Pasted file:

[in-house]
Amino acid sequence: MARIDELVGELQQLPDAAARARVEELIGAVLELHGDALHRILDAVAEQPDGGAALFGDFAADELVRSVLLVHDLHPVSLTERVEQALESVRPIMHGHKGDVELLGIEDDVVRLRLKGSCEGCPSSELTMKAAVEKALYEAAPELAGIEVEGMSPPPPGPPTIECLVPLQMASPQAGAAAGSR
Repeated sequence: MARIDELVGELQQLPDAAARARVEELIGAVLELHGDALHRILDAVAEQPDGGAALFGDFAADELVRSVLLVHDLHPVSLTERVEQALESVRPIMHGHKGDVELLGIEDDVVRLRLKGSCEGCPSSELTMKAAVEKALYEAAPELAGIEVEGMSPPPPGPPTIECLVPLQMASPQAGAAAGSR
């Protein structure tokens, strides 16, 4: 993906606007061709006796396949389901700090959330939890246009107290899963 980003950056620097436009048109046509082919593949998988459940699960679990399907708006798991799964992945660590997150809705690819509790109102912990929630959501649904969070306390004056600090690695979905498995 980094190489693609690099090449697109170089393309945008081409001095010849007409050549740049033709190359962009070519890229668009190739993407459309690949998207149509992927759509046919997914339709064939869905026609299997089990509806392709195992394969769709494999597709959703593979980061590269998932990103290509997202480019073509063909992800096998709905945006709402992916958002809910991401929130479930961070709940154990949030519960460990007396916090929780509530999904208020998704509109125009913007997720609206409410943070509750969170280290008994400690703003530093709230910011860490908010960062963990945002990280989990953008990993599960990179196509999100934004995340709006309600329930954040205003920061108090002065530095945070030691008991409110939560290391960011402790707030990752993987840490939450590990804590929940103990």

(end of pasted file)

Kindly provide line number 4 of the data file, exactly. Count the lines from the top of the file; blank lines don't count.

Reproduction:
């Protein structure tokens, strides 16, 4: 993906606007061709006796396949389901700090959330939890246009107290899963 980003950056620097436009048109046509082919593949998988459940699960679990399907708006798991799964992945660590997150809705690819509790109102912990929630959501649904969070306390004056600090690695979905498995 980094190489693609690099090449697109170089393309945008081409001095010849007409050549740049033709190359962009070519890229668009190739993407459309690949998207149509992927759509046919997914339709064939869905026609299997089990509806392709195992394969769709494999597709959703593979980061590269998932990103290509997202480019073509063909992800096998709905945006709402992916958002809910991401929130479930961070709940154990949030519960460990007396916090929780509530999904208020998704509109125009913007997720609206409410943070509750969170280290008994400690703003530093709230910011860490908010960062963990945002990280989990953008990993599960990179196509999100934004995340709006309600329930954040205003920061108090002065530095945070030691008991409110939560290391960011402790707030990752993987840490939450590990804590929940103990």